Professor Philip J Jaggar
- African Languages, Cultures and Literatures Section Emeritus Professor Member
- MA, PhD (UCLA); BA, MPhil (London)
- Email address
After taking African studies as an undergraduate Philip Jaggar took an MPhil in social anthropology (both at SOAS), with a dissertation on the blacksmiths of Kano, northern Nigeria (1978). He then got the “linguistics bug” and took an MA and PhD in linguistics at UCLA, writing a discourse-based dissertation on the coding of referents in Hausa narrative (1985). He has taught mainly Hausa language/linguistics at Bayero University College, Kano, Nigeria (1973-76), Universität Hamburg, Germany (1976-78), UCLA (1978-83), and SOAS (1983-), and has researched and/or published on Hausa, Guruntum (West Chadic) and a number of other West African languages (including PhD dissertations). A theoretically-informed empirical linguist, he is recognised as a world authority on Hausa and a lifelong study of the language culminated in his 754-page magnum opus, Hausa (2001, Benjamins), described in one major review article as “[a] balance between richness of descriptive detail, penetrating analysis, and theoretical erudition” (Green & Reintges, Lingua 114, 2004).
In 2006 Phil Jaggar organised a Tribute to Paul Robeson.
Philip Jaggar’s current research interests cover several different areas of descriptive-analytical linguistics. These studies present new discoveries and/or analyses for Hausa (see publications page for relevant articles), and they include:
- a unified account of special focus marking in historical narrative and wh-/focus expressions;
- the syntax and semantics of focus and interrogative constructions in Hausa and related Chadic languages, within a contemporary theoretical framework;
- adverbial quantification and negative-polarity elements;
- performative constructions;
- metaphorical extensions of the verbs ‘eat’ and ‘drink’;
- morphological causative verbs. He is currently working on an analysis which (re)classifies Hausa subordinating conjunctions (e.g., ‘after you return…’) and adverbs (e.g., ‘he’s behind’) as prepositions.
Jointly-funded DFG/AHRC project: “A study of Old Kanembu in Early West African Qur’anic Manuscripts and Islamic Recitations”
Philip Jaggar was principal applicant and researcher on the original related project funded by the AHRC (£287,000, 2005-08). Other members of the research team were Dr Dmitry Bondarev (researcher), and three research assistants—Dr Abba Isa Tijani, Dr Daniel Vazquez-Paluch, and Ahmad Achtar. The database for the initial project consisted of some manuscripts discovered by Professor A. D. H. Bivar (of SOAS) in northern Nigeria in the late 1950’s—manuscript copies of fragments of the Qur’an with Kanuri glosses in Arabic script—Kanuri is a major Nilo-Saharan language spoken around Lake Chad in West Africa. In January 2009, SOAS was awarded £381,730 for the above follow-up project as part of a joint framework of agreement between the (German) Deutsche Forschungsgemeinschaft (DFG) and the AHRC to fund collaboration between German- and UK-based humanities researchers. The German element involves Professor Roland Kiessling (main applicant), Professor Michael Friedrich, and Dr Doris Löhr (all based at the Asien-Afrika Institüt, Hamburg University).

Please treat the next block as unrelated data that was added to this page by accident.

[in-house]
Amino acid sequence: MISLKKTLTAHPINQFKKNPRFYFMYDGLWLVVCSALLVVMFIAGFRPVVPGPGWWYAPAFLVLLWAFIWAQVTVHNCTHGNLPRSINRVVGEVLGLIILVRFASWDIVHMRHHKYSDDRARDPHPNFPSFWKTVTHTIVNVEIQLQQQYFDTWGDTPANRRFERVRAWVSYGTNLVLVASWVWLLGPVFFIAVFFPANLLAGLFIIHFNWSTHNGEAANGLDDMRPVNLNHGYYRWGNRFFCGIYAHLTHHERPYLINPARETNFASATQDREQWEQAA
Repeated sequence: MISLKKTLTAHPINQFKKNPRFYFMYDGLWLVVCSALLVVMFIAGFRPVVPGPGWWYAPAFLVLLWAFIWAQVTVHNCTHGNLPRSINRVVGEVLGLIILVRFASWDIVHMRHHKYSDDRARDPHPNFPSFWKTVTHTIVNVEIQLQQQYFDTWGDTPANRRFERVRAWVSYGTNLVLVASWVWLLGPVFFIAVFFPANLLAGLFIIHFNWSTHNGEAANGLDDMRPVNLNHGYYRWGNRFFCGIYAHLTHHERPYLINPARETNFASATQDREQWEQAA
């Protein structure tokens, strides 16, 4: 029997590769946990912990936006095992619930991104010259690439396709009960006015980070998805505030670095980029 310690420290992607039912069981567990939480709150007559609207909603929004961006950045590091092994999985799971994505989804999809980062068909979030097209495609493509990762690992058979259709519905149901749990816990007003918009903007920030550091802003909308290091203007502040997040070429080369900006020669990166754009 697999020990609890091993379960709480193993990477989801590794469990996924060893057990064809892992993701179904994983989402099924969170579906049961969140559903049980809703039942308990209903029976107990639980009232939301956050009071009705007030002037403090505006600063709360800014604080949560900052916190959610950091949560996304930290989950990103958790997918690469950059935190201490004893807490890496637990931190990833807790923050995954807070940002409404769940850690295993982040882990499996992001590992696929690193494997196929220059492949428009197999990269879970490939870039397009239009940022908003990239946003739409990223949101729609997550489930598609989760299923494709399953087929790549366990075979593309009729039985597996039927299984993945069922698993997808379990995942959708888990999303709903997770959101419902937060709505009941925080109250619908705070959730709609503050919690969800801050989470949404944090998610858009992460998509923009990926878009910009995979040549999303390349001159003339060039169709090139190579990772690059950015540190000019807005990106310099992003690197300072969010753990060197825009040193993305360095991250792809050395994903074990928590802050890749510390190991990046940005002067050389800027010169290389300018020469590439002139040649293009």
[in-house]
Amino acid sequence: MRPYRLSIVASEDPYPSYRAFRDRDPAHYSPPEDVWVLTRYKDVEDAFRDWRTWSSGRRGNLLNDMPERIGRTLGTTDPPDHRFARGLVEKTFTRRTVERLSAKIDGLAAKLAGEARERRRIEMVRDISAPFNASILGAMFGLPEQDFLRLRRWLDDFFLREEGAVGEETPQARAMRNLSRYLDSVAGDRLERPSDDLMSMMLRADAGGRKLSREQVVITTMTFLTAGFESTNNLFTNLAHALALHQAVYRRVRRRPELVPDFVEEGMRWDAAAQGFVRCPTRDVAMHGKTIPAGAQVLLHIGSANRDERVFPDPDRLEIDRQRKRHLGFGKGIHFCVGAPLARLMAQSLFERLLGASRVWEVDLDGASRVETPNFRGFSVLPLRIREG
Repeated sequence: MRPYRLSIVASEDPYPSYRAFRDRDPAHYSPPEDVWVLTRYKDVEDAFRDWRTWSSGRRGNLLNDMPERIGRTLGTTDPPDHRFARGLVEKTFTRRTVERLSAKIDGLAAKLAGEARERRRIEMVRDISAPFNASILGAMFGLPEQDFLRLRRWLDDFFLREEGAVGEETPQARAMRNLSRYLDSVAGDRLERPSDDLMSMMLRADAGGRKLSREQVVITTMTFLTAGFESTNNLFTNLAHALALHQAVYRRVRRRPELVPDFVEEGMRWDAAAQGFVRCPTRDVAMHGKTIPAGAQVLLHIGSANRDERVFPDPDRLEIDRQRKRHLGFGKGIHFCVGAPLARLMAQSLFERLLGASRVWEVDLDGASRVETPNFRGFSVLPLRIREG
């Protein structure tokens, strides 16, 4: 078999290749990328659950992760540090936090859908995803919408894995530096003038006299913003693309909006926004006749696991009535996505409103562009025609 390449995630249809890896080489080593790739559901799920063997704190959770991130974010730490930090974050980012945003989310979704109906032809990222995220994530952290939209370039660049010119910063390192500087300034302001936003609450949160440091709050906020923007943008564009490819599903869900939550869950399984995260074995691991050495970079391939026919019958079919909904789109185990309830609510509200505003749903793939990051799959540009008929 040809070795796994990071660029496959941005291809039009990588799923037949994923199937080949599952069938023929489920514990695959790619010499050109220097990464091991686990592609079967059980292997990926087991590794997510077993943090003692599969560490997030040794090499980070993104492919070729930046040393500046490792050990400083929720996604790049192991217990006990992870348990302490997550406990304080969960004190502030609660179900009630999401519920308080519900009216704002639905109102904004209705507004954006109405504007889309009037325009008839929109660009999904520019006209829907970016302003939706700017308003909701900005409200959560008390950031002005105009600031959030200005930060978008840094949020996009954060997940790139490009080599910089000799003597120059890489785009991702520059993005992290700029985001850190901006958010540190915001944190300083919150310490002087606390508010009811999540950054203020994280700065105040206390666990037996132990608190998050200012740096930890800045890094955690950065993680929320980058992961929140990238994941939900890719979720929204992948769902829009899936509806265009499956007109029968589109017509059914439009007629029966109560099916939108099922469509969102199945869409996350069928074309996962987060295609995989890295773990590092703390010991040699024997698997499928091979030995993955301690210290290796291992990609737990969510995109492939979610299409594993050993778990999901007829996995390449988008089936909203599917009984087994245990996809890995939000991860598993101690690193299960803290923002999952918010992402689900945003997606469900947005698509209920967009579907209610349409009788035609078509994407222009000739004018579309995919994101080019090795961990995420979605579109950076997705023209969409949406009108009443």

A number of major languages of sub-Saharan Africa have a long and rich history of writing in Arabic script (Ajami). Possibly the oldest known Ajami manuscripts date back more than 300 years and are found in commentaries on the Qur'an, written in a pre-modern variety of Kanuri known as "Old Kanembu". In 2005, during the course of a field trip to the Kanuri-speaking area of northeastern Nigeria, Dmitry Bondarev and Abba Tijani came upon a largely undocumented sacred language—Tarjumo (< Arabic tarjama 'translate, interpret')—used by Borno Muslim scholars to deliver religious recitations and commentaries, mainly on religious texts in Arabic, especially the Qur'an. Tarjumo, together with the manuscripts, represents "Old Kanembu", and the fact that it is unintelligible to speakers of modern Kanuri attests to its antiquity—it is at least 600 years old on linguistic and historical evidence. With the significant discovery of this quasi-diglossic Tarjumo corpus, scholars are now in a position to extract and understand much more of the linguistic evolution of Kanuri.